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Toronto Public Library: Open Hours Plan 2018 Review

Northern Light

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On the agenda for the Toronto Public Library mtg tonight, June 18 is a review of the Open Hours Plan.

Might not be 'sexy' sounding to most, but its a bold plan for the expansion of library service hours.

The proposals include:

District/Regional Branches:

Adding service to midnight on weeknights
Expanding Sunday service to 8 hours (from 3.5) (likely 9-5)

Neighbourhood Branches would have variable service levels, but most would add Sunday Service at 5 hours (likely noon-5pm) with 2/3 of all branches in the City gaining Sunday service.

A considerable number would also add additional weekday hours, many moving to 9-8:30 M-F

If approved, the ultimate cost would be in range of 20M per year, or about a 10% increase in the Library's annual budget, but would generate roughly 20% more service hours.

I think it once again shows TPL to be among the very best run City agencies with bold ideas and good value-for-money.

(no I don't work for them) :)

Report Here:

https://www.torontopubliclibrary.ca...8/12-open-hours-plan-2018-review-combined.pdf
 
Whoah, midnight?! I fully approve.

As for "good value-for-money", I dare say you can't really assign a monetary valuation to something like a well-resourced, accessible, and well-run public library system. It's priceless.
 
If approved, the ultimate cost would be in range of 20M per year, or about a 10% increase in the Library's annual budget, but would generate roughly 20% more service hours.

I think it once again shows TPL to be among the very best run City agencies with bold ideas and good value-for-money.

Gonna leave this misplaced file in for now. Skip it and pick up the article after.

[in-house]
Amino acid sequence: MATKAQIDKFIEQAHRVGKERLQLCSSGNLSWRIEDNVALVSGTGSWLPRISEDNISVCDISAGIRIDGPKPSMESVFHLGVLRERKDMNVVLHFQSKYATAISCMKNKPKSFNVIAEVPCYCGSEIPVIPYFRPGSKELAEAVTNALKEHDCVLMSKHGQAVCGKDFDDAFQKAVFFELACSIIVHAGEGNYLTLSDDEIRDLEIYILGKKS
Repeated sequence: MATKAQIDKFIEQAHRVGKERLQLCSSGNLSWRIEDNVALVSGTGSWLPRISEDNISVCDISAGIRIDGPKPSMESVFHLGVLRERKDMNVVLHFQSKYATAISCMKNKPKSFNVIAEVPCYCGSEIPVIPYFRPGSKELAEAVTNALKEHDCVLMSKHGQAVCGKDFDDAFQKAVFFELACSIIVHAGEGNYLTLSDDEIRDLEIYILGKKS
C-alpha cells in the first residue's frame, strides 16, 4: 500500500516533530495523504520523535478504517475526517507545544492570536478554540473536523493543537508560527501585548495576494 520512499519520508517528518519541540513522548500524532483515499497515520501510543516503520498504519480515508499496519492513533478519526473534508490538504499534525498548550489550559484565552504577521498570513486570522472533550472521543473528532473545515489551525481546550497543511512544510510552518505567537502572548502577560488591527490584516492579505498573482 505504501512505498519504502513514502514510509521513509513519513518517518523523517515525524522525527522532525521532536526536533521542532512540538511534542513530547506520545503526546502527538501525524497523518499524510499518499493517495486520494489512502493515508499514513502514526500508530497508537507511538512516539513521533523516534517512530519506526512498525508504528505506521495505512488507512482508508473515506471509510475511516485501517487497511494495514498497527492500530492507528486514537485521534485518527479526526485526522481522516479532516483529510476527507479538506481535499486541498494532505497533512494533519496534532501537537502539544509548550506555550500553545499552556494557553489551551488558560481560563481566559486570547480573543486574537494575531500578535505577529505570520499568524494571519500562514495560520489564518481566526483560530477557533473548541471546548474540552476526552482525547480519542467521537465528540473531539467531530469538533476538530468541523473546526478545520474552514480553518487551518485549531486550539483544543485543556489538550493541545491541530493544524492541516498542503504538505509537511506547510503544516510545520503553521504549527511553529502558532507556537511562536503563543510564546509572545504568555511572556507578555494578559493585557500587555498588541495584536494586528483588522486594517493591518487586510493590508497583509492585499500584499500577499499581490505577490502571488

Actually, it shows that fixed costs (the buildings, books, IT, maintenance, etc.) are a non-trivial portion of their budget and the Fords made a rather poor business decision to demand operational cutbacks while not touching their fixed costs. Of course, that lousy decision leads to what we have now; an easy sale to widen the hours.

I'm very much in favour of increased library hours.

The Fords business case never did make any fiscal sense; I would have respected them more if they closed poorly used locations and shifted staff to increase hours at remaining locations to achieve the same savings.
 
The Fords business case never did make any fiscal sense; I would have respected them more if they closed poorly used locations and shifted staff to increase hours at remaining locations to achieve the same savings.

Are there any poorly used locations?

Other than the Urban Affairs library at Metro Hall, which the Fords did succeed in closing.
 
Are there any poorly used locations?

Compared to other cities? Absolutely not; and for that we should be glad Ford was not a bright enough man to spin the numbers against the poorest performing locations.

That said, the bottom 5 branches (which did not have closures in 2016/2017) have 10% the number of visitors of the top 5 branches (see Attachment 1, page 18). Some are quite tiny (square footage wise) but a few like Northern Elms are not pulling their weight (is that one in Michaels ward?)